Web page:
One final comment about the operations of HUD and the Board may be noted. There was no evidence of routine or frequent communications between the two organizations. The Board had consulted HUD about its basic standards on two occasions. HUD had never approached the Board on differences in approach or results. A recent HUD directive had suggested more consultation.
We leave our review of the evidence as to these four projects with an ambivalent feeling. The district court was fully aware that these cases presented "a close question", 410 F. Supp. at 1320, but nevertheless found impermissible, i.e., "palpable", conflict. Id. The kind of conflict disclosed by the record below is palpable in the sense of being a perceivable source of irritation to both HUD and plaintiffs. We can appreciate the potential for serious differences in the evaluation of rent increase requests and substantial delays in order to obtain two sets of approvals, which could (1) discourage new entrepreneurs (assuming that the § 221(d)(3) program had continued), (2) severely handicap landlords to the point of putting them out of business, (3) jeopardize the federal investment in the projects, and (4) generally complicate unduly HUD's administration of the § 221(d)(3) program. On the other hand, we cannot find hard evidence that the different approaches to evaluation of rent increases resulted in plaintiffs receiving less than the six per cent return on equity contemplated by HUD, or that they were in default on their mortgage payments because of the Board's actions. Nor have we been directed to evidence of specific disadvantage resulting from the delay in awaiting Board decisions except the loss of increased rents during the period awaiting the Board's decision. The record on delay is, as we have noted, a mixed one, with neither HUD nor the Board having won laurel wreaths. The only actual impact of local rent regulation that appears from the district court's findings is that the landlords suffered "some adverse financial consequences" arising from the lower maximum rents set by the Board and from the delay inherent in its procedures.
Our task of review is further complicated by the state of the law as to the standard to be used in determining federal preemption. We sense significant activity and some movement in a series of recent Supreme Court decisions. As of the time of our remand, it might correctly have been said that federal preemption could, in the absence of strong evidence of either Congressional intent on the one hand or overpowering state interest on the other, be based on the facts that a national scheme existed and that a state scheme somewhat interfered with it. See, e.g., Cloverleaf Butter Co. v. Patterson, 315 U.S. 148, 86 L. Ed. 754, 62 S. Ct. 491 (1942); Rice v. Santa Fe Elevator Corp., 331 U.S. 218, 91 L. Ed. 1447, 67 S. Ct. 1146 (1947). As recently as 1971, Perez v. Campbell, 402 U.S. 637, 29 L. Ed. 2d 233, 91 S. Ct. 1704 (1971), Amalgamated Ass'n of Street, Electric & Motor Coach Employees v. Lockridge, 403 U.S. 274, 29 L. Ed. 2d 473, 91 S. Ct. 1909 (1971), and 1973, Burbank v. Lockheed Air Terminal, Inc., 411 U.S. 624, 36 L. Ed. 2d 547, 93 S. Ct. 1854 (1973), federal preemption could without too much difficulty be derived from the existence vel non of a far reaching federal legislative structure.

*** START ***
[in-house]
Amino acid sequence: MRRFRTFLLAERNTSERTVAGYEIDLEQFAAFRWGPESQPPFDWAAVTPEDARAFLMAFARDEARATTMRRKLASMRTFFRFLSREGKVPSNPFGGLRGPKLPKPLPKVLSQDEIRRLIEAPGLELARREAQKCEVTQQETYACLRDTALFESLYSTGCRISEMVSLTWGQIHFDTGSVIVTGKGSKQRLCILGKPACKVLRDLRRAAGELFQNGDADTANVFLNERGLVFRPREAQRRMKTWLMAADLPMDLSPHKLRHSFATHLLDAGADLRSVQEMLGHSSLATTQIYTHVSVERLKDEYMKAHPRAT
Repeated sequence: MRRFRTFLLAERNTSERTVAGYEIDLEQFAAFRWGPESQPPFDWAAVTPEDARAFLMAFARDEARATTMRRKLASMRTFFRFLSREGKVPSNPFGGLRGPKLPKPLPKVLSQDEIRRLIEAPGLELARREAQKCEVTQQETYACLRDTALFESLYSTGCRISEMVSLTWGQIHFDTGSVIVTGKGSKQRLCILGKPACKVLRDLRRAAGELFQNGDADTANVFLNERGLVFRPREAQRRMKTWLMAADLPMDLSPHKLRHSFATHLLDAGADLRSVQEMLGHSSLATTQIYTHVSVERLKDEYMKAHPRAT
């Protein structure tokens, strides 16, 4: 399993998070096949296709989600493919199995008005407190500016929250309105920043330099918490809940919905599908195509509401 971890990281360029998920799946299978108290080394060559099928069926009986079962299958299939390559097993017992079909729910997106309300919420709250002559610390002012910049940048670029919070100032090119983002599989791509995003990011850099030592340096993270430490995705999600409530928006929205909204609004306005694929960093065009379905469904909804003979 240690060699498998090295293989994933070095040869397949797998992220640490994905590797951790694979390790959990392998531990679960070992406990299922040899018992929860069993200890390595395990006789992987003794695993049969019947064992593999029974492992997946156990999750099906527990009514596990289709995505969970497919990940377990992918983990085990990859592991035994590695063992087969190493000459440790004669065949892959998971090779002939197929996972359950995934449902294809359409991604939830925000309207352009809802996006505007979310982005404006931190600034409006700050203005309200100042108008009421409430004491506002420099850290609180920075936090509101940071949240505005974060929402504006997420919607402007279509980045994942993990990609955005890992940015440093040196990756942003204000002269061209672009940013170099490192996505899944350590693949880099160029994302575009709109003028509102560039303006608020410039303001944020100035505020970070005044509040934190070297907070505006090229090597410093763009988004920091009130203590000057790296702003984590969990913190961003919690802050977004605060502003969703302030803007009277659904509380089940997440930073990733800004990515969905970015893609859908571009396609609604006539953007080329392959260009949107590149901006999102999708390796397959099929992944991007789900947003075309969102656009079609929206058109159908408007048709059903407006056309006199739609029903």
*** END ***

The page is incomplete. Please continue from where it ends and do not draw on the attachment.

Following on the heels of Burbank, however, there has been a series of cases suggesting a somewhat greater reluctance to find federal preemption. In Goldstein v. California, 412 U.S. 546, 37 L. Ed. 2d 163, 93 S. Ct. 2303 (1973), the Court held that even the specific constitutional authority for federal copyright laws did not forbid state legislation proscribing the reproduction of phonograph records. Exclusive federal power was said to be limited to "matters which are necessarily national in import." Id. at 554. State or local legislation, to be preempted, must be "absolutely and totally contradictory and repugnant". Id. at 553. See also Kewanee Oil Co. v. Bicron Corp., 416 U.S. 470, 40 L. Ed. 2d 315, 94 S. Ct. 1879 (1974). In New York State Department of Social Services v. Dublino, 413 U.S. 405, 37 L. Ed. 2d 688, 93 S. Ct. 2507 (1973), the Court rejected the notion that the breadth of federal legislation alone would support an inference of preemptive intent, and relied on the fact that national AFDC legislation contemplated a cooperative relationship with state welfare systems to allow the more restrictive New York Work Rules to eliminate more persons from the eligibility list than would the federal WIN program. The Court said, "Where co-ordinate state and federal efforts exist within a complementary administrative framework, and in the pursuit of common purposes, the case for federal preemption becomes a less persuasive one." 413 U.S. at 421. Finally, in Merrill Lynch, Pierce, Fenner & Smith, Inc. v. Ware, 414 U.S. 117, 38 L. Ed. 2d 348, 94 S. Ct. 383 (1973), the Court held that California laws voiding a forfeiture by a departing employee of benefits in a profit-sharing plan and disregarding arbitration clauses in actions for collection of wages could prevail, notwithstanding a New York Stock Exchange Rule that any such controversy arising from termination of employment is subject to arbitration. In so doing the Court stated that "the proper approach is to reconcile 'the operation of both statutory schemes with one another rather than holding one completely ousted.' [quoting Silver v. New York Stock Exchange, 373 U.S. 341, 357, 10 L. Ed. 2d 389, 83 S. Ct. 1246 (1963)]." 414 U.S. at 127.